What is said of Vespucci !-How was Columbus treated by the sove reigns of Spain ?





Although Columbus discovered the New World, he was not the first navigator who reached the Americar continent. This was the achievement of John Cabot and his son Sebastian; who conducted an expedition of five ships, under a commission from Henry VII, of England, to search for unknown islands and countries, and take possession of them in the king's name. The expedition was fitted out from Bristol, in England, and reached the American continent, probably in 56 degrees of north latitude, on the coast of Labrador, June 14th, 1497, nearly fourteen months before Columbus, on his third voyage, came in sight of the main land.

If the right of discovery be valid, a point which it is hardly worth while to discuss here, England had certainly the best right of any of the nations of Europe to plant colonies in North America. Her claim, however, was warmly disputed by Spain, Portugal and France.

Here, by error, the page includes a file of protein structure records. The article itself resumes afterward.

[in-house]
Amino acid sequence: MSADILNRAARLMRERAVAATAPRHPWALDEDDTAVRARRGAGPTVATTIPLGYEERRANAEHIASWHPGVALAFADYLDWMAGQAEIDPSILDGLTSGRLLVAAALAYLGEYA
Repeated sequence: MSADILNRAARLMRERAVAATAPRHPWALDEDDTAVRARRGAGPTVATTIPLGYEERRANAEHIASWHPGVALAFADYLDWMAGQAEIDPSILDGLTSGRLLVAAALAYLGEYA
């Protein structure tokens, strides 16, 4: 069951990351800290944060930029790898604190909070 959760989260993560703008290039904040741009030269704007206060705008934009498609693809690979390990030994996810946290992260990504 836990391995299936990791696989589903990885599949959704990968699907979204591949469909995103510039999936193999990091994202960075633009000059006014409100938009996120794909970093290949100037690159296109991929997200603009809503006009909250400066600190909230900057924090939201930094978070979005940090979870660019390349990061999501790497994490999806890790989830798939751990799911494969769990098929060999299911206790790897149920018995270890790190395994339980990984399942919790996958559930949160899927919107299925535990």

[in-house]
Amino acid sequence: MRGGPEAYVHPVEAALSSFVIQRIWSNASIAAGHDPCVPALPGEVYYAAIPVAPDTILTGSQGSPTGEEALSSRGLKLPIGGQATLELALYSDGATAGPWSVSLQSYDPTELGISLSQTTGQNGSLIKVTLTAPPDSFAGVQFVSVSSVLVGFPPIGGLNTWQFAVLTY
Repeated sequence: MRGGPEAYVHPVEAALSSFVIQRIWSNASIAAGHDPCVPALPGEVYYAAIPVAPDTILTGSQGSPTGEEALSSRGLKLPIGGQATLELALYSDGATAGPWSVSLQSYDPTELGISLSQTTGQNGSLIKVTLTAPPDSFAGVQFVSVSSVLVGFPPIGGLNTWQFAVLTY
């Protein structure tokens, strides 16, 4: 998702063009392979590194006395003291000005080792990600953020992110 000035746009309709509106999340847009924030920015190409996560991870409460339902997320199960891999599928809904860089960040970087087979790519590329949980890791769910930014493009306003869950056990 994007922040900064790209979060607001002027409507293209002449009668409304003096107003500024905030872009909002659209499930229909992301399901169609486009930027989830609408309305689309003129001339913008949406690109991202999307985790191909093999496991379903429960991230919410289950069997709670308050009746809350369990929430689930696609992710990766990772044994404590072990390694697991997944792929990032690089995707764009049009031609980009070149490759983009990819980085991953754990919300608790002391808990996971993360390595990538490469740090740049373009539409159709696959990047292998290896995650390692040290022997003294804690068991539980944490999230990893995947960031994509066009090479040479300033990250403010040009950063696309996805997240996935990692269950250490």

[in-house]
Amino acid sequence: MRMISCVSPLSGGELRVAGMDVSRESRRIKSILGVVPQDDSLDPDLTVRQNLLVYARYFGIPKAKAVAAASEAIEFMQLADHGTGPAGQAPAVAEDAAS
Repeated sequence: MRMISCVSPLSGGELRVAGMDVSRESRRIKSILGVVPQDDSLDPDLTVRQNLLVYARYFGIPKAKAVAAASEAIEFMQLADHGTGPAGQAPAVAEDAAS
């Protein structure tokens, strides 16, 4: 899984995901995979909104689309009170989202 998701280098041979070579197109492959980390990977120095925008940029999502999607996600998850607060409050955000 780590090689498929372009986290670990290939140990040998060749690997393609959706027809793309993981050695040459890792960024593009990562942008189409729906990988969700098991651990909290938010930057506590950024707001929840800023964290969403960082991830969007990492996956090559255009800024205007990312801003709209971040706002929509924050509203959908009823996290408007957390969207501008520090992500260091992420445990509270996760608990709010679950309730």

The Cabots made another voyage to North America in 1498, and explored the coast as far south as Maryland; and Sebastian Cabot, who, on account of his nautical skill and enterprise, was called the Great Seaman, sailed, in 1517, up the straits and bay which afterwards received the name of Hudson, until he reached the latitude of sixty-seven and a half degrees, expecting to find a north west passage to India. A mutiny of his crew compelled him to return.

The Portuguese, who at this period were very active in prosecuting distant voyages of discovery, fitted out an expedition under Gaspar Cortereal. He explored the coast for 600 miles, as far to the north as the 50th degrec, and brought off upwards of 50 Indians, whom he sold as slaves on his return. (1501.)

The French were among the early voyagers to North America. The banks of Newfoundland were visited by their fishermen as early as 1504, and in 1523 John Verra